By Sadat A. Khan
Long before Islam, veiling and seclusion appear to have existed in the Hellenistic Byzantine era and among the Assyrians of Persia. In ancient Mesopotamia, the veil for women was regarded as a sign of respectability and high status. Decent married women wore the veil to distinguish themselves from women slaves and unchaste women, indeed, the later were forbidden to cover head or hair. In Assyrian law, harlots and slaves were forbidden to veil and those caught illegally veiling were liable to severe penalties. Thus veiling was not simply to mark aristocracy but to distinguish “respectable” women from disreputable ones. Evidence from its usage in the Qur’an and from early Islamic feminist discourse, as well as anthropological analysis, supports the notion of hijab in Islam as referring to a sacred divide or separation between two worlds or two spaces ,deity and mortals, men and women, good and evil, light and dark, believers and non believers, or aristocracy and commoners.
By dressing this way in public these women translate their vision of Islamic ideas into live contemporary models. Encoded in the dress style is a new public modesty that reaffirms an Islamic identity and morality as it rejects Western materialism, commercialism, and values. The English term “veil” is commonly used to refer to Middle Eastern women’s traditional head, face or body covers, but in fact it has no single equivalent in Arabic. Instead, different terms refer to diverse articles of women’s clothing that vary according to region and era. Some of these Arabic terms are burqua, abayah, tarhah, burnus, jilbah, and milayah. Over garments such as the “abayah” of the Arabia and the “burnus” of the Maghrib tend to be very similar for both sexes.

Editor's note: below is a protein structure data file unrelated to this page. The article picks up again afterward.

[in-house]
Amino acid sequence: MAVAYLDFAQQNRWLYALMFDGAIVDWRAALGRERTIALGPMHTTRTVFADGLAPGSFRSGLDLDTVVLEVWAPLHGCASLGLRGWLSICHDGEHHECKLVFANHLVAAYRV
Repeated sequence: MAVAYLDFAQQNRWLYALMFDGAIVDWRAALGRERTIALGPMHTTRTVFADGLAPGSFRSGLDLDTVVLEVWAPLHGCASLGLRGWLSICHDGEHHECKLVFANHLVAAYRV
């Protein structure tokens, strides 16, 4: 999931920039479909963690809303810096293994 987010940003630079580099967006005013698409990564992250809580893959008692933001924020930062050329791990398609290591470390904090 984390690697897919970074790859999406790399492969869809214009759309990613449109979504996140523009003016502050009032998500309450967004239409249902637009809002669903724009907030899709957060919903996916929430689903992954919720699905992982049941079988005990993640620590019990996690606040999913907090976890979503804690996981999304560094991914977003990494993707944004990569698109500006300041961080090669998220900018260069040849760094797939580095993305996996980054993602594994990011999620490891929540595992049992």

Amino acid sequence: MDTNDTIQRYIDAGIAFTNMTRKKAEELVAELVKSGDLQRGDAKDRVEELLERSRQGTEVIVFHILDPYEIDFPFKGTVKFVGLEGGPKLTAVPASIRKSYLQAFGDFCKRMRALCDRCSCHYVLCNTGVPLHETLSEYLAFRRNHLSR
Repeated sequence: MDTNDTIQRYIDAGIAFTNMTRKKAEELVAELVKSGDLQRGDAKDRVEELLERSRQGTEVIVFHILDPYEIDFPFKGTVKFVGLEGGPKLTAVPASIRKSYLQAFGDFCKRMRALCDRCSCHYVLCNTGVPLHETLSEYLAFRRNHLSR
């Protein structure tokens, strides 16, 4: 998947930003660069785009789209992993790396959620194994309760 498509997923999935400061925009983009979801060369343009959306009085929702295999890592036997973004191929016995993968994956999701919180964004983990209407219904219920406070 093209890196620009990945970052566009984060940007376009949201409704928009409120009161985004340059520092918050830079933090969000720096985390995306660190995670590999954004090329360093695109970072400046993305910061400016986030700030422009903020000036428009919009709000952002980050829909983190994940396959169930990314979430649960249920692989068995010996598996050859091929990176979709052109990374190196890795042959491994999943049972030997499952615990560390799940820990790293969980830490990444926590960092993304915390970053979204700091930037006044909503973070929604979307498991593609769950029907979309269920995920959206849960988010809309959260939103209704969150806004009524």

Origin: Islam did not introduce veiling or seclusion to the Arab region, nor are these institutions indigenous to Arabs. Strict seclusion enforced by eunuchs and the veiling of women were fully in place in Byzantine society some evidence indicates that in the south western Arab region, only two clan ( the Banu Isma’il and Banu Qahtan ) may have practiced some form of female veiling in pre- Islamic times. No seclusion or veiling existed in ancient Egypt either, although according to one reference some women may have been using a head veil in public in the later period, during the reign of Remises III (20th dynasty ) .
Long before Islam, veiling and seclusion appear to have existed in the Hellenistic-Byzantine era and among the Assyrians of Persia. In ancient Mesopotamia, the veil for the women was regarded as a sign of Respectability and high status. Decent married women wore the veil to distinguish themselves from women slaves and unchaste women indeed, the later were forbidden to cover head or hair. In Assyrian law, harlots and slaves were forbidden to veil, and those caught veiling were liable to severe penalties. Thus veiling was not simply to mark aristocracy but to distinguish “respectable” women from disreputable ones.
Successive invasions brought into contact the Greeks, Persians, and Mesopotamian empires and the Semitic people of the regions. The practices of veiling and seclusion of women appear subsequently to have become established in Judaic and Christian systems. Gradually these spread to Arabs of the urban upper classes and eventually to the general urban public.